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Innovative textiles for face masks can directly inactivate SARS-CoV-2, researchers from Freie Universität Berlin and RWTH Aachen University show

№ 096/2020 from Jun 10, 2020

Researchers at the Institute for Animal and Environmental Hygiene of Freie Universität Berlin and the Institut für Textiltechnik (ITA) of RWTH Aachen University are collaborating on the topic of alternative personal protection equipment. The testing was conducted in the context of the EIT Health Project ViruShield, supported by the European Union, with the objective of discovering alternative filter materials for face masks in light of tight supply and globally imbalanced supply chains for personal protective equipment.

The Swiss company Livinguard has developed a treatment for textile facial masks that can directly inactivate bacteria and viruses. While researchers at the Institut für Textiltechnik (ITA) of RWTH Aachen University conducted experiments on the chemical and physical properties of various textiles for face masks, researchers at Freie Universität Berlin were able to demonstrate that these new textiles can reduce high amounts of SARS-CoV-2 virus particles by up to 99.9% within a few hours.

“The textiles in these masks can thus continuously inactivate the exhaled viruses and can make handling these masks even safer overall,” says Professor Dr. Uwe Rösler from the Institute for Animal and Environmental Hygiene. “In addition, such textiles could also help to reduce hygienic issues in other general and medical areas, even beyond Covid-19.” However, no investigation was carried out by the Institute for Animal and Environmental Hygiene on the filtering properties of the textiles in relation to aerosols containing virus particles, and such an investigation did not form part of the research project.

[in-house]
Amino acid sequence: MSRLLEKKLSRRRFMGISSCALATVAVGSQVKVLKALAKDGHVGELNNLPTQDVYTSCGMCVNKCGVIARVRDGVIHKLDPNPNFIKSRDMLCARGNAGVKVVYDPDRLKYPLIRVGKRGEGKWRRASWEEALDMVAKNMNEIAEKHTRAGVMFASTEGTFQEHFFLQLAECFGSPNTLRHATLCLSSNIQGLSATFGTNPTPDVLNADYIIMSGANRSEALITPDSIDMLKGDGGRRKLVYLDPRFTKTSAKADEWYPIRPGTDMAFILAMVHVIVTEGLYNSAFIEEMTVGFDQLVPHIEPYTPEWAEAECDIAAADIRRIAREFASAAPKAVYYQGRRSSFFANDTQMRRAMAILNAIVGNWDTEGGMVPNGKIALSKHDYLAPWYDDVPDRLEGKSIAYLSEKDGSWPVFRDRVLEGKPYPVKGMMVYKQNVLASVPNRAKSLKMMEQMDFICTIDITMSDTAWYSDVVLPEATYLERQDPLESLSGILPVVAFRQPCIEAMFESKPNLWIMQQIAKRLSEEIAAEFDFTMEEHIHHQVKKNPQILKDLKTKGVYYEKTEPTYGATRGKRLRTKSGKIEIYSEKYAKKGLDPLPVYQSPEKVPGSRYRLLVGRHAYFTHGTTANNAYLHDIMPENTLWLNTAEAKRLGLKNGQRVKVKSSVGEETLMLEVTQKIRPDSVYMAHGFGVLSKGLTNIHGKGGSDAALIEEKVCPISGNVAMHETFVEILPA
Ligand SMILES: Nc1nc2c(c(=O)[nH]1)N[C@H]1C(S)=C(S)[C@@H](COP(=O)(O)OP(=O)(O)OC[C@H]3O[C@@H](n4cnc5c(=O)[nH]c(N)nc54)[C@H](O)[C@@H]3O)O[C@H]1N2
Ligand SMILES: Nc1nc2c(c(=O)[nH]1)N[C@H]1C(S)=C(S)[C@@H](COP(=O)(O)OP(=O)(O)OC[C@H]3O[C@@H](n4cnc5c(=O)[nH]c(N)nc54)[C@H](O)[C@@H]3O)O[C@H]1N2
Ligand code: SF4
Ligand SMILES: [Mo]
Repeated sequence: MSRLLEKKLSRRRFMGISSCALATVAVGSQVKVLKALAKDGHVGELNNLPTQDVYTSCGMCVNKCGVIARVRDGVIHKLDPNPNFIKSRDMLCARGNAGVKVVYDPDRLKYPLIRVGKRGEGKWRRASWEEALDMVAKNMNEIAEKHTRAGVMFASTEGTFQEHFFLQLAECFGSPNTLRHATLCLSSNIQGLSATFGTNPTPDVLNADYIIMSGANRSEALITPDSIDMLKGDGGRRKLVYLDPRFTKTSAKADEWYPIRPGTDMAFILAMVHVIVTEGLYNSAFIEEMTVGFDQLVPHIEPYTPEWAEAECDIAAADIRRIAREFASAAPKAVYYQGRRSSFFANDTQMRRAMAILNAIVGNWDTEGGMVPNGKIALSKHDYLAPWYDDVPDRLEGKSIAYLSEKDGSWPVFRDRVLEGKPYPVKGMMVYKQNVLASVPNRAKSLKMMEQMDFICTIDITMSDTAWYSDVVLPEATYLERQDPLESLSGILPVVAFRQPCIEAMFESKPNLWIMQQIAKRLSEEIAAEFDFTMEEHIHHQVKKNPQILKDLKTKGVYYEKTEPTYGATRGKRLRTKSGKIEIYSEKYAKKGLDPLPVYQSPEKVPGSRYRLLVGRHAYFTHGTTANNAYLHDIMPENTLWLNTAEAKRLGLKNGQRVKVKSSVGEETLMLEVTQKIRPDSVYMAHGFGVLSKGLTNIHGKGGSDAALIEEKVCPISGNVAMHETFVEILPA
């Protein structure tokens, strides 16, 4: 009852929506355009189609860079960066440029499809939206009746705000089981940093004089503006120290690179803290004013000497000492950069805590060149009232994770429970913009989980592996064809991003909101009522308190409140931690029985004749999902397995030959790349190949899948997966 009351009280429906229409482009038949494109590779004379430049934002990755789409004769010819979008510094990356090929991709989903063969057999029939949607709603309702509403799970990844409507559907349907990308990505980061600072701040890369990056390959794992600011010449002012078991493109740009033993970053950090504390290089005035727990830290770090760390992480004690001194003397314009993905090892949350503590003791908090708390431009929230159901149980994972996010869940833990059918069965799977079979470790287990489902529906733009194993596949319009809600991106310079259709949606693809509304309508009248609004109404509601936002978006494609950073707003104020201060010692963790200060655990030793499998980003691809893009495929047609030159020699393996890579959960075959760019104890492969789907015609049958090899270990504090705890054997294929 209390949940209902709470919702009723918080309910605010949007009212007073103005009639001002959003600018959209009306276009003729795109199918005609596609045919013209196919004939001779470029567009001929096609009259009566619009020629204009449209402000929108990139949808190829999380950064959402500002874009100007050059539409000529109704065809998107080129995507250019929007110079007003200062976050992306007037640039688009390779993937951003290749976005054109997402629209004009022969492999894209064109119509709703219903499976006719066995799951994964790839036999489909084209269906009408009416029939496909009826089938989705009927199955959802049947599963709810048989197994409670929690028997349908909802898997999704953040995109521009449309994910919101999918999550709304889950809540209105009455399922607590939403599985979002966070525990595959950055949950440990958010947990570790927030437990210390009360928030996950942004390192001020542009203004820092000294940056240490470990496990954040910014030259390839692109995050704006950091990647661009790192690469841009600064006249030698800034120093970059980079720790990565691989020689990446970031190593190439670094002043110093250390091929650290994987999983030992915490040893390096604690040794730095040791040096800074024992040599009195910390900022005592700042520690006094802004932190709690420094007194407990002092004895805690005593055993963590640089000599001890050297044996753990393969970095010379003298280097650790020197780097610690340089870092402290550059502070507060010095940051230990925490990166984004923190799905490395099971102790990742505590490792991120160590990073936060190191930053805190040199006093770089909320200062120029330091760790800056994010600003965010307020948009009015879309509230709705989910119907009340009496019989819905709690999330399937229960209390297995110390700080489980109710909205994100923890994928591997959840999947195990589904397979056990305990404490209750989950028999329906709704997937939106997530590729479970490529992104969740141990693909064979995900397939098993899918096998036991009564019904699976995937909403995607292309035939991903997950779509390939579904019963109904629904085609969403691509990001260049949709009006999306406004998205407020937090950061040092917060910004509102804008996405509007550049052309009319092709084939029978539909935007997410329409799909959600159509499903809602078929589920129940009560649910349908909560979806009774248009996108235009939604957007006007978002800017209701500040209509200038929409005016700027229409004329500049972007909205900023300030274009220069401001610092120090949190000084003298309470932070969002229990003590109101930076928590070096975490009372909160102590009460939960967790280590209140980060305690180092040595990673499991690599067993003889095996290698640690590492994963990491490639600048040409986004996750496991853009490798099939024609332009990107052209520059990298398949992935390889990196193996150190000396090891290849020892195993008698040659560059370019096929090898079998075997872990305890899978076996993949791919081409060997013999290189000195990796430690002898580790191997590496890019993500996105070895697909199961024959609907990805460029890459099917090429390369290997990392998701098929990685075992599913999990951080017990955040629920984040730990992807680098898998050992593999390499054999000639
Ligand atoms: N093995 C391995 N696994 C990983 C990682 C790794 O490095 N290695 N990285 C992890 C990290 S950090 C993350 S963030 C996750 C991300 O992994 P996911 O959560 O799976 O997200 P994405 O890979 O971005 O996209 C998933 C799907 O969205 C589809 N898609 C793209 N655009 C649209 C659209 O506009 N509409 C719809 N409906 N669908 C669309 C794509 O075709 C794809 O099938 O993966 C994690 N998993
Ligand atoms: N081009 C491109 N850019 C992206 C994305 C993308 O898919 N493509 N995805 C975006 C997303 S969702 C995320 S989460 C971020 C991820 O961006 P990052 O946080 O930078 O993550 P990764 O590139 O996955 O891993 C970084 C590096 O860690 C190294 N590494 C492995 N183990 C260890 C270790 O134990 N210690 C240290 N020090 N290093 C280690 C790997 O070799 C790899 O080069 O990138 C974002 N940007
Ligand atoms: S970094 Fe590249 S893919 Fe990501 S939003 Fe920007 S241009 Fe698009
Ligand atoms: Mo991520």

The novel coronavirus SARS-CoV-2 can be transmitted through airborne droplets and aerosols. For this reason, governments and health authorities worldwide, including the Wolrd Health Organization (WHO), recommend wearing face masks to protect other people and, to a small extent, oneself. Face masks with an appropriate level of filtration (e.g., surgical masks covering mouth and nose or FFP2/FFP3) can hold back SARS-CoV-2-containing droplets that occur when you exhale, speak, cough, or sneeze.

However, great care must be taken when handling contaminated face masks. After use, either the masks must be disposed of, or the viruses can be inactivated by washing at higher temperatures or by microwave treatment.

The principle underlying the Livinguard technology is that a textile surface is given a strong positive charge. When negatively-charged virus or bacteria microbes come into contact with the charged surface, the microbe cell is destroyed, leading to permanent destruction of the infectious microorganism. Unlike alternative metal-based solutions, this innovative technology has been found to be safe for both skin and lungs. Livinguard Technology is also sustainable, allowing users to reuse the mask up to 200 times with no reduced impact on safety or efficacy.

This press release was amended and updated on January 25, 2021.

Press photo

Man with face mask

Man with face mask
Image Credit: © Livinguard

Further Information

Questions in relation to the mask and its efficacy as a filter for aerosols (e.g., compared to surgical masks or FFP2) should be addressed to Livinguard. Professor Rösler only tested the antiviral efficacy of the textile used to make the mask. He is not able to provide any information on regulatory issues nor on the filtration properties of the mask, as these were not tested by the Institute for Animal and Environmental Hygiene.

Please therefore address any such questions to:

Victoria Banaszak, Livinguard, Tel.: +41 41 726 16 76, Email: victoria.banaszak@livinguard.com